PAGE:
Furthermore, in the wake of the home rule agreement, in 1912, the Protestant Hardliners formed a private army; the “Ulster Volunteers”. These men would “never, never, never” surrender and if needed were “prepared to lay down their lives”. So today’s Protestant Hardliners look back on these events proudly at how throughout all ages “Ulster men aren’t going to surrender” and consequently are prepared today to use violence and break the law to be united with Britain (despite not trusting a British Government to rule them) as they consider themselves British.
Another event which has influenced views in Ireland today is The Easter Rising in 1916. On Easter Monday in 1916, Britain was at war on the Western Front, but back in Ireland a Hardline Nationalist Group (The Irish Republican Brotherhood) had seized control of the centre of Dublin. They aimed to cause a revolution which they hoped would result in Ireland becoming its own republic and searing all ties with the UK. However they received little support from ordinary Irish Catholics and after just six days were forced to surrender having been heavily outnumbered by the surrounding British Army. With Britain having regained control; 15 leaders of the rebel group were executed for their part in the failed revolution but this ultimately altered the opinions of many ordinary Irish people. Those that a few days ago were villains had now become martyrs at the hands of the British Government.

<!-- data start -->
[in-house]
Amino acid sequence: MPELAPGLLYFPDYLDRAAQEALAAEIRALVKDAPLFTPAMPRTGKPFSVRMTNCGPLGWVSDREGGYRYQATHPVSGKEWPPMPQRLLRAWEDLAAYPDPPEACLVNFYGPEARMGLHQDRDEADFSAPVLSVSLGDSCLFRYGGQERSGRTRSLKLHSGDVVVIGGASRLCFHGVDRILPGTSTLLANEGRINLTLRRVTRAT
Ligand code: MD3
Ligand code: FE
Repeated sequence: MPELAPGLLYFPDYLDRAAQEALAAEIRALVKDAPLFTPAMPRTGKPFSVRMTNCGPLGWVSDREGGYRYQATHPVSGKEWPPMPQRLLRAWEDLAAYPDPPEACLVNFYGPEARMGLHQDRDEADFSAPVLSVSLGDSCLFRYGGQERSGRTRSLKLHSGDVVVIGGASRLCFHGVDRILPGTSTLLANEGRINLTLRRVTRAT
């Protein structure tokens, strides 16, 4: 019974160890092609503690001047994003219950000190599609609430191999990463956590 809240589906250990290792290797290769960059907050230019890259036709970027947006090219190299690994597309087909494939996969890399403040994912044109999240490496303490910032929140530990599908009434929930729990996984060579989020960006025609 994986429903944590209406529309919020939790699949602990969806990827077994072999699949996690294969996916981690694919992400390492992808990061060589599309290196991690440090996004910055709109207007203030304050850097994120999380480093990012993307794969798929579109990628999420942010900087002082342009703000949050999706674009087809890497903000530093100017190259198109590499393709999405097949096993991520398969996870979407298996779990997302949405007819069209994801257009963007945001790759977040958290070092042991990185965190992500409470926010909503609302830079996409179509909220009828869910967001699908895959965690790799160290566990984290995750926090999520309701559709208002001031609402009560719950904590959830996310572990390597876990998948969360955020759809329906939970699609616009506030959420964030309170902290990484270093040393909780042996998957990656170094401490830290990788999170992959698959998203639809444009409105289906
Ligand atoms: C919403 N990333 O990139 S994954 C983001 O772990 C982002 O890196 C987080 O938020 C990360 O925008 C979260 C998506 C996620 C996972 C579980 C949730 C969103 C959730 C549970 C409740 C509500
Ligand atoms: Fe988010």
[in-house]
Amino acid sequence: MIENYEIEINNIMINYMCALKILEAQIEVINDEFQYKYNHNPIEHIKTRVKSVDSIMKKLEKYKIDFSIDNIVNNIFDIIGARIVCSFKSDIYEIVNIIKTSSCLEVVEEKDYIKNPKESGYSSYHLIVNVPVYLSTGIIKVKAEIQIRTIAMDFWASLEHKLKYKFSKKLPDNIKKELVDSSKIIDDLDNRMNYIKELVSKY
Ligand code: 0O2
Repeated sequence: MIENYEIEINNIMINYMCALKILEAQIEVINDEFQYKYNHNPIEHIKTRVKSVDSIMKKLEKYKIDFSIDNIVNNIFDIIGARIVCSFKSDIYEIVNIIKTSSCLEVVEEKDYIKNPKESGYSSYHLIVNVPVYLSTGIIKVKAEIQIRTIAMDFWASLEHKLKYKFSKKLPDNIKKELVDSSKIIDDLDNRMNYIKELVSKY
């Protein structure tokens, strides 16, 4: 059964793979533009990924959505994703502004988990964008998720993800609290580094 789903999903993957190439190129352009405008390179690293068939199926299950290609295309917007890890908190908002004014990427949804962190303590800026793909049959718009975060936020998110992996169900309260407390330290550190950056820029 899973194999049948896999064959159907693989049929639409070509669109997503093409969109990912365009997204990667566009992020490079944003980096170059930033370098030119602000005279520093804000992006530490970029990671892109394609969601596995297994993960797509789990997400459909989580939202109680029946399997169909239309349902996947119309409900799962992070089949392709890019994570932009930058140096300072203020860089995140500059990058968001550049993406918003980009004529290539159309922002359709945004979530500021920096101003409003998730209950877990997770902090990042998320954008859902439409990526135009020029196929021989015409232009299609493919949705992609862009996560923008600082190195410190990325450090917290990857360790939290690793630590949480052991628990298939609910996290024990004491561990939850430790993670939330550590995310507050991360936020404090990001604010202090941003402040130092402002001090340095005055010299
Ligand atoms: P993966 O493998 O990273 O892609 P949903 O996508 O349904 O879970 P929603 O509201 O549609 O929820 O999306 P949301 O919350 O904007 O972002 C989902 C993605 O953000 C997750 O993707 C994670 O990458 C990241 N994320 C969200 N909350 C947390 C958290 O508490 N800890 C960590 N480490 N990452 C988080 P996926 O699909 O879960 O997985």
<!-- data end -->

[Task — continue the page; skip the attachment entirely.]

Today Protestant Hardliners profoundly do not trust Nationalists as they feel they are an enemy who can not be trusted for the fact that they will take advantage of any situation in order to get what they want and consequently they have no regards for anyone else. The Protestants look back at the Easter Rising and say these events sway their beliefs. As in 1916 the British Government was weak and vulnerable due to World War 1 and the Nationalists tried to benefit from this by holding a revolution then. It also shows how selfish and self-centred the Nationalists are as everyone at that time, despite their disagreements, had united together to fight Germany but the Nationalists broke away concerned only for their own goals betraying any trust the Unionists had shown them.
Conversely today’s Nationalists hold beliefs that they need an Irish Government which sits in Ireland as Irish people understand what other Irish people want. Where as in 1916 the British Government didn’t understand the ordinary Irish people so therefore executed villains (who had no support) as they felt this would end the problem definitely. But it ultimately transformed the views of the ordinary Irish “who ten days ago had been bitterly opposed to the …rebellion” now began to see these men as martyrs and “were becoming infuriated against the British government.” As they look back at 1916 all many Nationalists see are see appalling decisions made by a bad British Government yet many are not surprised as the British are foreigners in Ireland so how can you expect a people that don’t understand you to make decisions which benefit you are truly what you want. These have strongly influenced today’s view that a British Government is bad for Ireland.